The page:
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ROOFING INSPECTION & REPAIR
AMERICAN CEMWOOD ROOFING
BEST ROOFING PRACTICES
BUILT UP ROOFS
CATHEDRAL CEILING VENTILATION
CERTIFICATIONS for ROOFING CONTRACTORS
CHIMNEY FLASHING Mistakes & Leaks
COLD WEATHER ROOF TROUBLE
DECKS, ROOFTOP CONSTRUCTION
EPDM, RUBBER, PVC ROOFING
EXTRACTIVE BLEEDING on SHINGLES
FIRE RETARDANT PLYWOOD
FLASHING on BUILDINGS
FLAT ROOF MOISTURE & CONDENSATION
Green House or Solarium Roof Leaks
HEAT TAPES & CABLES for ROOF ICE DAMS
ROOF ICE DAM LEAKS
MASONITE WOODRUF FIBERBOARD ROOFING
NOISE CONTROL for ROOFS
PLASTIC ROOFING TYPES
PVC, EPDM, RUBBER ROOFING
ROOF ARCHITECTURAL STYLES - PHOTO GUIDE
ROOF CLEANING RECOMMENDATIONS
ROOF COLOR RECOMMENDATIONS
ROOF INSPECTION SAFETY & LIMITS
ROOF LEAK DIAGNOSIS & REPAIR
ROOF NOISE TRANSMISSION
ROOF REPLACEMENT SNAFUs
ROOFING FELT UNDERLAYMENT REQUIREMENTS
ROOFING MATERIALS, Age, Types
SADDLE CONSTRUCTION at CHIMNEYS
SNOW GUARDS & SNOW BRAKES
STANDARDS for ROOFING
STRESS SKIN INSULATED PANELS
TEST LABS - ROOF SHINGLE
TREES & SHRUBS, TRIM OFF BUILDING
TRUSSES, Floor & Roof
UNDERLAYMENT REQUIREMENTS on ROOFS
VENTILATION in BUILDINGS
WALK-ON ROOF SURFACES
WARRANTIES for ROOF SHINGLES
WORKMANSHIP & ROOF DAMAGE
This article explains the proper installation, fastening, and flashing details for standing seam metal roofs. Standing-seam roofing consists of individual panels that run the length of the roof with a high rib up each side of the panels. The ribs overlap and lock together, concealing the fasteners and giving the roofing its name.
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The hidden fasteners allow thermal movement in the panels and are less likely to leak than exposed fasteners. However, some trim pieces are still fastened with exposed screws.
The smooth surface of a standing-seam roof provides a cleaner appearance and is easier to keep clear of leaf debris than tile, wood, or other textured roofing surfaces.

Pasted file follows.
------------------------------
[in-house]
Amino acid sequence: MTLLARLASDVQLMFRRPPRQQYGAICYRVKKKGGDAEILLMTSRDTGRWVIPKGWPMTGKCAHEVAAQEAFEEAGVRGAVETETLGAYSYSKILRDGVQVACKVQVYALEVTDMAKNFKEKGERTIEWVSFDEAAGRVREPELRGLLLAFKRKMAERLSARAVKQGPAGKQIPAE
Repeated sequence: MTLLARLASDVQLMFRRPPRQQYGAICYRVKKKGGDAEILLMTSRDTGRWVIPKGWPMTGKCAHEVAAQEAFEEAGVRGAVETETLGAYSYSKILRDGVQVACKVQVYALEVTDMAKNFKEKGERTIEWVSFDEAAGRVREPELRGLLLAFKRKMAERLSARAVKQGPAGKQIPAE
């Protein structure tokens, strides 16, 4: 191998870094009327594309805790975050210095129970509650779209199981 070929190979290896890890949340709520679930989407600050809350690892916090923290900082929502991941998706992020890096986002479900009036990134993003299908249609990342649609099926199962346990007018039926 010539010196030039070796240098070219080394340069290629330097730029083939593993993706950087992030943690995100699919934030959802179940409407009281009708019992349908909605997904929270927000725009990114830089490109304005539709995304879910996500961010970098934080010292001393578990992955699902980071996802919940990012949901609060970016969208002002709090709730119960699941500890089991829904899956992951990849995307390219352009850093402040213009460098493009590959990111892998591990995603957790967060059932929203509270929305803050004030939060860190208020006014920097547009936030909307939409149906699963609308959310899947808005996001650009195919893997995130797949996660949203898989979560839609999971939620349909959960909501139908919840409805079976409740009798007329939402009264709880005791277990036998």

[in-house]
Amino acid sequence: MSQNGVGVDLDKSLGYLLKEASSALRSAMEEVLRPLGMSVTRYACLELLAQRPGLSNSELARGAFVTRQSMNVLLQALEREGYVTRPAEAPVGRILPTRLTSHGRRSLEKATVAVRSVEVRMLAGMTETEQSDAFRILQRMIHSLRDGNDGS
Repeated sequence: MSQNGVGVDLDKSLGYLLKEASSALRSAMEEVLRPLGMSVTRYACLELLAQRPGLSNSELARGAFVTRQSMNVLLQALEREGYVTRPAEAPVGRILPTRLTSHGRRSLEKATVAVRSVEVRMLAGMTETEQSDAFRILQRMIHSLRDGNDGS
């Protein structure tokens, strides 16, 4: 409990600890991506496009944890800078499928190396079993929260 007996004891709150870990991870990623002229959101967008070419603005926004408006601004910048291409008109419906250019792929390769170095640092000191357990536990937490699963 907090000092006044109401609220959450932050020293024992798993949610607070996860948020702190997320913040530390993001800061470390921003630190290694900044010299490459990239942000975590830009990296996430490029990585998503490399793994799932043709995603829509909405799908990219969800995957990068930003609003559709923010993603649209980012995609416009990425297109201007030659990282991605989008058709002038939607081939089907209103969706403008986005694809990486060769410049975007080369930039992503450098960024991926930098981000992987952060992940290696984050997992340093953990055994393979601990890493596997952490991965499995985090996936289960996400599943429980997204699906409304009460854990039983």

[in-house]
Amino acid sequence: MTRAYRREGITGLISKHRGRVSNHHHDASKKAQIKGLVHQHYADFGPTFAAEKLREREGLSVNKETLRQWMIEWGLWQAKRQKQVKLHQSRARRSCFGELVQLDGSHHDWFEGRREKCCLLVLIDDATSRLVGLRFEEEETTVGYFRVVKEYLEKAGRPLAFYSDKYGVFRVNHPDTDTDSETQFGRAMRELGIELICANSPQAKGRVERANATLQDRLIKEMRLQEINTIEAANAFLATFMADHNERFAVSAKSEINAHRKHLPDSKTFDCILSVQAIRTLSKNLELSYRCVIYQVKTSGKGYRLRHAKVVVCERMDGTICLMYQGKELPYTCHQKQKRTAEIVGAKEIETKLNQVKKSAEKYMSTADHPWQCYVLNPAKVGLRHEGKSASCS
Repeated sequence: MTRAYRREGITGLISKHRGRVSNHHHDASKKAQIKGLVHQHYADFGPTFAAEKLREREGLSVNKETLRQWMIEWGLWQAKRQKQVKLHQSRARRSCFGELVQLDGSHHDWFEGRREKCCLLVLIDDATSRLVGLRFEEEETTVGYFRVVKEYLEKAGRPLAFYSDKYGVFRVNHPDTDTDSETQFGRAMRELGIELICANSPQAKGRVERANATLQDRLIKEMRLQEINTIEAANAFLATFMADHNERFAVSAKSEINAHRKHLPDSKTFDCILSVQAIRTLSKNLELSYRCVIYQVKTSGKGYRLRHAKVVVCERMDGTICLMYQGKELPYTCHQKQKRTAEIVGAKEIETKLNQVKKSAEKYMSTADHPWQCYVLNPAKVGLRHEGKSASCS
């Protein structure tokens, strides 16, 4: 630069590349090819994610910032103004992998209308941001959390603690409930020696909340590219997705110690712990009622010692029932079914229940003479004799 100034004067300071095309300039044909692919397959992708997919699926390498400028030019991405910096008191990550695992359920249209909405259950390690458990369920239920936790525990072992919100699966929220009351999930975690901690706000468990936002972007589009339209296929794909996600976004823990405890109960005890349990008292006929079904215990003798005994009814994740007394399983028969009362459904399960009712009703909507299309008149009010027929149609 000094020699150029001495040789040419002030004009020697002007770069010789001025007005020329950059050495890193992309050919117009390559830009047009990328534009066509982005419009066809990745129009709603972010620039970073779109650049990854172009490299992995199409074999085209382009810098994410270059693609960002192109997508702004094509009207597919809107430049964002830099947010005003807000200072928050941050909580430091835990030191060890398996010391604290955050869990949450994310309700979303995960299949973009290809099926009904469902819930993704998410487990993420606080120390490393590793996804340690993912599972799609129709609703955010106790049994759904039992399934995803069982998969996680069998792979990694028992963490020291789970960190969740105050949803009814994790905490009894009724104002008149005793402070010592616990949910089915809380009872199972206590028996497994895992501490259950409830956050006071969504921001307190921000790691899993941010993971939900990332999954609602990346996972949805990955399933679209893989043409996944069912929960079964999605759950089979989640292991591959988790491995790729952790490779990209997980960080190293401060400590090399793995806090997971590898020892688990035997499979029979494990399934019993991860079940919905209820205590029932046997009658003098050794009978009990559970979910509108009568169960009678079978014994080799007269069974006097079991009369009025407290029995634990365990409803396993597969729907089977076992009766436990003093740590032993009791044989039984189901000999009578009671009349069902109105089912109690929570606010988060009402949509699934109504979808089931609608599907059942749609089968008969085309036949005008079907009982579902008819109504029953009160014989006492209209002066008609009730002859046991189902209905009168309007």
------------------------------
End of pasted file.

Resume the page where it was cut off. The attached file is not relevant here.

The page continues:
Also, it can be walked on when necessary. Snow slides off easily as well, making this a popular choice in high snow regions. The cost is generally 25% to 50% more than an exposed-fastener roof of similar materials.
Materials Used in Standing Seam Metal Roofs
Standing-seam panels are 8 to 24 inches wide and available in steel, copper, and aluminum with a wide array of finishes (discussed below). Stiffening ribs may be added to wider panels to reduce waviness (oil-canning). Thicknesses for quality residential applications are typically 24 or 26 gauge, but lighter and heavier stock is also available.
Standing seam metal roof installers can form panels on-site from coil stock with portable roll-forming equipment, or they can order factory-made panels from a growing number of metal roofing manufacturers. Most factory-made panels have snaptogether seams, eliminating the need for special crimping equipment used by site fabricators. In most cases, panels are fabricated to run from eaves to ridge, eliminated the need for end lap joints.
Installation Specifications for Standing Seam Metal Roofs
On new homes, most panels are installed over a solid plywood deck with minimum No. 30 felt underlayment. Metal roofing manufacturers recommend plywood rather than OSB due to plywood’s better screwholding ability.
Install the felt with plastic cap nails rather than metal buttons, which can cause corrosion when in contact with the roofing panels (see GALVANIC SCALE & METAL CORROSION).